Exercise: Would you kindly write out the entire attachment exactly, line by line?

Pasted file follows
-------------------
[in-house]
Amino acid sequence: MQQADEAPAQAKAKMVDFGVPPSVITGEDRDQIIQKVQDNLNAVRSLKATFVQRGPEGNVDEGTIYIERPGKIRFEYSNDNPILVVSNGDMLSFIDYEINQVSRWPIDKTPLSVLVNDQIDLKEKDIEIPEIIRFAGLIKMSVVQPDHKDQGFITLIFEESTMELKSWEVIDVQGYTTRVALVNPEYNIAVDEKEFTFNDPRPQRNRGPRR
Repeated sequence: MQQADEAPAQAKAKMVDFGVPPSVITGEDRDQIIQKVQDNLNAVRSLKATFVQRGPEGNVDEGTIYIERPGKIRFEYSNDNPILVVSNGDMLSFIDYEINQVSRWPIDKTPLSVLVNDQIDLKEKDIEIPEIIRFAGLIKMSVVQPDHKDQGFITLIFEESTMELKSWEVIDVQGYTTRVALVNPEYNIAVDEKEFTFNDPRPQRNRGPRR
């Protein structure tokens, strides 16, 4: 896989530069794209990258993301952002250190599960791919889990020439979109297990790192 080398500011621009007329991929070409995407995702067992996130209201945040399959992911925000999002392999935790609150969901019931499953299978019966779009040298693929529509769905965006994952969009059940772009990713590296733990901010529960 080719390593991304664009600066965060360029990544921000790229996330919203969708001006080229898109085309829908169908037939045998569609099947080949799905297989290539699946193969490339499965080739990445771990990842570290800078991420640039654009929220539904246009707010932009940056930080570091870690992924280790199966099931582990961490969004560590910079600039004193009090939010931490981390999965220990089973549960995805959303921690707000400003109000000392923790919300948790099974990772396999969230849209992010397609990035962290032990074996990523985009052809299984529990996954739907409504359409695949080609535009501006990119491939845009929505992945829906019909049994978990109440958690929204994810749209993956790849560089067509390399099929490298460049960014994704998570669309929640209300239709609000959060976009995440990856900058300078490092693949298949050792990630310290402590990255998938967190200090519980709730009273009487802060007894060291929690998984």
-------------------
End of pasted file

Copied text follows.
[in-house]
Amino acid sequence: MQQADEAPAQAKAKMVDFGVPPSVITGEDRDQIIQKVQDNLNAVRSLKATFVQRGPEGNVDEGTIYIERPGKIRFEYSNDNPILVVSNGDMLSFIDYEINQVSRWPIDKTPLSVLVNDQIDLKEKDIEIPEIIRFAGLIKMSVVQPDHKDQGFITLIFEESTMELKSWEVIDVQGYTTRVALVNPEYNIAVDEKEFTFNDPRPQRNRGPRR
Repeated sequence: MQQADEAPAQAKAKMVDFGVPPSVITGEDRDQIIQKVQDNLNAVRSLKATFVQRGPEGNVDEGTIYIERPGKIRFEYSNDNPILVVSNGDMLSFIDYEINQVSRWPIDKTPLSVLVNDQIDLKEKDIEIPEIIRFAGLIKMSVVQPDHKDQGFITLIFEESTMELKSWEVIDVQGYTTRVALVNPEYNIAVDEKEFTFNDPRPQRNRGPRR
């Protein structure tokens, strides 16, 4: 896989530069794209990258993301952002250190599960791919889990020439979109297990790192 080398500011621009007329991929070409995407995702067992996130209201945040399959992911925000999002392999935790609150969901019931499953299978019966779009040298693929529509769905965006994952969009059940772009990713590296733990901010529960 080719390593991304664009600066965060360029990544921000790229996330919203969708001006080229898109085309829908169908037939045998569609099947080949799905297989290539699946193969490339499965080739990445771990990842570290800078991420640039654009929220539904246009707010932009940056930080570091870690992924280790199966099931582990961490969004560590910079600039004193009090939010931490981390999965220990089973549960995805959303921690707000400003109000000392923790919300948790099974990772396999969230849209992010397609990035962290032990074996990523985009052809299984529990996954739907409504359409695949080609535009501006990119491939845009929505992945829906019909049994978990109440958690929204994810749209993956790849560089067509390399099929490298460049960014994704998570669309929640209300239709609000959060976009995440990856900058300078490092693949298949050792990630310290402590990255998938967190200090519980709730009273009487802060007894060291929690998984």